Do People Like Your Photos

Posted: November 15, 2015 in Uncategorized


Some singer from back in day, it might have been Sammy Davis Jr, sang a song I think called, “I Gotta Be Me” and when I create my art it has to be me. Doesn’t matter what type or form of artist you are, it has to be you.
Just because you create art that is you, and you like it, doesn’t mean everyone else will like it.
With any artists there are critics who will not care for the subject matter, style, or look of what an artist creates.
That’s gonna happen so we have to know and understand that part of exposing our art to the world.
Lets say we are doing our thing and people are not accepting what we create, do we keep going forward and say I don’t care if people don’t like my art, or do we change what we do to be accepted.
I guess it depends on what you are trying to accomplish. If you are running a photography business then you have to somewhat cater to your customers and sell them what they want.
But if you are just having fun and your photography is a hobby, then maybe you don’t really care what anyone thinks of your art.
I think most artist want their work to be accepted and appreciated, that is part of why we share our art, and some just share it for fun and do not worried if they get pats on the back, or tons of “likes” on facebook, Google+, Flickr, 500px, or what ever social media you use to share your art.
I’ve been fortunate that most people like what I create with my macro photography. So I’ve continued on doing what I do.
But if what I created wasn’t getting good reactions or positive responses, I would have to examine what I was doing that people didn’t like about my art.
If my art was not being accepted, is it because of the subject matter, the way I composed it, the processing techniques. I would want to know what it is that is not working.
Many people that don’t receive those good responses for their art will study from other artists that have had success and try and emulate what that artist has done, or take workshops to learn better techniques.
We do this to help make ourselves better at our craft so our images are accepted by the other photographers.
But if we are just copying other artist because they are successful, we may be producing nice images, but we are not really creating our own art, we are more like painting by numbers.
Your work will never be original if you copy other artists styles that have already been created.
We all copy other artists work to some degree. But at some point you need to work to find your own direction and hopefully find your own style that is accepted.
So it’s easy to say that your art has to be you, but what if what you create is not accepted by the community, how do you feel about that, and do you keep going on, or just give up and move on to some other hobby.
If you say I don’t care what people think of my art, then don’t show anyone your art if you don’t care. I think everyone cares what people think, it’s natural for an artist to want people to like what they produce. That’s why we share our art, because we what people to appreciate what we have created.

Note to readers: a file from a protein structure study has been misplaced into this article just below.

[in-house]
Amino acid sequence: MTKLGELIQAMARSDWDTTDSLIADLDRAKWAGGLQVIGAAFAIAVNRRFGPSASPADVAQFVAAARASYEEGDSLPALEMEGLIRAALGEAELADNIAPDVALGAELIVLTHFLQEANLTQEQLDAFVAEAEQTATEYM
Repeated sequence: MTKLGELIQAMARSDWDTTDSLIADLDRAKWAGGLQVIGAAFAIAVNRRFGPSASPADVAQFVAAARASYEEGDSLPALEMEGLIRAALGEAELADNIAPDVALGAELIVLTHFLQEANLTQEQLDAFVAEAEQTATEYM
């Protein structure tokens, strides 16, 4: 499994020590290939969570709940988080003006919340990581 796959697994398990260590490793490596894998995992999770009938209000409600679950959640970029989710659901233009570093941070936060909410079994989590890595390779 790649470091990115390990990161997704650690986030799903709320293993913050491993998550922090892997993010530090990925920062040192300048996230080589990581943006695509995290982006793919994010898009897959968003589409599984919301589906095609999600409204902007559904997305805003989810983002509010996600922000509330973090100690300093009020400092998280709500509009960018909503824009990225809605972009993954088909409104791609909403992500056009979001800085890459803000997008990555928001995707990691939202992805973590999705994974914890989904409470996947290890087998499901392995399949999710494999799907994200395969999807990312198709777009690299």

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  1. You are so right Mike ….. Thank you for your insights, Eileen

  2. Linda Brooks says:

    Well said…yes if you are hired to do a photo shoot for someone their opinion matters most and a good photographer will often offer suggestions for shots the client may not have thought of. I personally like what you do. I study other artists but try to figure out what it is in a certain photo that draws me to it. I am fortunate that God gave me a good “eye” to see the shots I want to take. Not all turn out the way I like but I use them as stepping stones to improvement. And I’m not sure there is a photographer alive that isn’t humbled when someone falls in love with one of their photos. One of the best compliments I got was on a photo of a country dirt road winding through the fall trees. The comment was “I wish I was walking on that road with my wife and dogs, not saying a word.” The viewer FELT contentment and peace, I had accomplished what I set out to do, stir an emotion in the viewer. We all like positive reinforcement that pushes us onward.. I read where someone had criticized you for not actually posting Macro photos….but loved your answer of Up Close photography. A rose by any other name is still a Rose! Keep up the good work and keep sharing with us…I learn something each day.

  3. Sandi says:

    Well stated. There is a book entitled, No More Second Hand Art. It speaks to your question by having us think about our vision and how it can be squelched if the “art critic” gives it a thumbs down…then as the artist we attempt to create art that will be accepted and sell, loosing the pathos

  4. David Malone says:

    Great post and thinking!!! >

  5. Bekah says:

    Very true Mike! Art is subjective, no one piece of art is ever going to be loved by everyone. Some will absolutely love it, some will shrug it off and not feel strongly at all, and some will hate your work.

    Personally I believe that there is an audience for everything. If you love the work you create and you find that many people don’t love it, go find other people to show it to!

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